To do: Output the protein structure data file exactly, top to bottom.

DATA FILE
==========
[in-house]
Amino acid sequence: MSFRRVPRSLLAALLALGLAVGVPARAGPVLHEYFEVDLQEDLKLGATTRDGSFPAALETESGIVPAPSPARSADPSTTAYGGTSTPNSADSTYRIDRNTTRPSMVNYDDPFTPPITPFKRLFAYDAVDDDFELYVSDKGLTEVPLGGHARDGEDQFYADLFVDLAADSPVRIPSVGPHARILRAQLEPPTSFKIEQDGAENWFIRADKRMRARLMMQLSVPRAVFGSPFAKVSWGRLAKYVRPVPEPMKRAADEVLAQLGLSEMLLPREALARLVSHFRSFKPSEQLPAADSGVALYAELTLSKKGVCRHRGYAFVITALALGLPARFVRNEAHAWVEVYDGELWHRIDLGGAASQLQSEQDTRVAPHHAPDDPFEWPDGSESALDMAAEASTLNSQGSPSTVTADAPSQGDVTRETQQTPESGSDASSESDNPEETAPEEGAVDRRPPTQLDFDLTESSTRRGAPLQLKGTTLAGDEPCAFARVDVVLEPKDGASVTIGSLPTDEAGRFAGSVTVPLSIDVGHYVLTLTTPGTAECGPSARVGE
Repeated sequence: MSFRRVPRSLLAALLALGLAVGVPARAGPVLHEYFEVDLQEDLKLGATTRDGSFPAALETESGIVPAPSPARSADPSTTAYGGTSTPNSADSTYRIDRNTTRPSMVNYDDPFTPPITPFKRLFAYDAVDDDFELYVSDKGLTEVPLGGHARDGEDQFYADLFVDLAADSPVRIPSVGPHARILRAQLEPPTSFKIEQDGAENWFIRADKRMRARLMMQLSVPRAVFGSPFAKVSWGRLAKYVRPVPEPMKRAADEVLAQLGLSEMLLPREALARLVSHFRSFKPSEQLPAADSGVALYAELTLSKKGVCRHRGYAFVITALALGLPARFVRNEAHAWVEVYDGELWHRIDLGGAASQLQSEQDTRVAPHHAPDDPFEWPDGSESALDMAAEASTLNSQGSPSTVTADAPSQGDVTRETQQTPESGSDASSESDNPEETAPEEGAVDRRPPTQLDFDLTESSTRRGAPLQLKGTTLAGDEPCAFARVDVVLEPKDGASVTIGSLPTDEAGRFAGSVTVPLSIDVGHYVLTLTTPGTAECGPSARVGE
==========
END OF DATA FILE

[in-house]
Amino acid sequence: MSFRRVPRSLLAALLALGLAVGVPARAGPVLHEYFEVDLQEDLKLGATTRDGSFPAALETESGIVPAPSPARSADPSTTAYGGTSTPNSADSTYRIDRNTTRPSMVNYDDPFTPPITPFKRLFAYDAVDDDFELYVSDKGLTEVPLGGHARDGEDQFYADLFVDLAADSPVRIPSVGPHARILRAQLEPPTSFKIEQDGAENWFIRADKRMRARLMMQLSVPRAVFGSPFAKVSWGRLAKYVRPVPEPMKRAADEVLAQLGLSEMLLPREALARLVSHFRSFKPSEQLPAADSGVALYAELTLSKKGVCRHRGYAFVITALALGLPARFVRNEAHAWVEVYDGELWHRIDLGGAASQLQSEQDTRVAPHHAPDDPFEWPDGSESALDMAAEASTLNSQGSPSTVTADAPSQGDVTRETQQTPESGSDASSESDNPEETAPEEGAVDRRPPTQLDFDLTESSTRRGAPLQLKGTTLAGDEPCAFARVDVVLEPKDGASVTIGSLPTDEAGRFAGSVTVPLSIDVGHYVLTLTTPGTAECGPSARVGE
Repeated sequence: MSFRRVPRSLLAALLALGLAVGVPARAGPVLHEYFEVDLQEDLKLGATTRDGSFPAALETESGIVPAPSPARSADPSTTAYGGTSTPNSADSTYRIDRNTTRPSMVNYDDPFTPPITPFKRLFAYDAVDDDFELYVSDKGLTEVPLGGHARDGEDQFYADLFVDLAADSPVRIPSVGPHARILRAQLEPPTSFKIEQDGAENWFIRADKRMRARLMMQLSVPRAVFGSPFAKVSWGRLAKYVRPVPEPMKRAADEVLAQLGLSEMLLPREALARLVSHFRSFKPSEQLPAADSGVALYAELTLSKKGVCRHRGYAFVITALALGLPARFVRNEAHAWVEVYDGELWHRIDLGGAASQLQSEQDTRVAPHHAPDDPFEWPDGSESALDMAAEASTLNSQGSPSTVTADAPSQGDVTRETQQTPESGSDASSESDNPEETAPEEGAVDRRPPTQLDFDLTESSTRRGAPLQLKGTTLAGDEPCAFARVDVVLEPKDGASVTIGSLPTDEAGRFAGSVTVPLSIDVGHYVLTLTTPGTAECGPSARVGE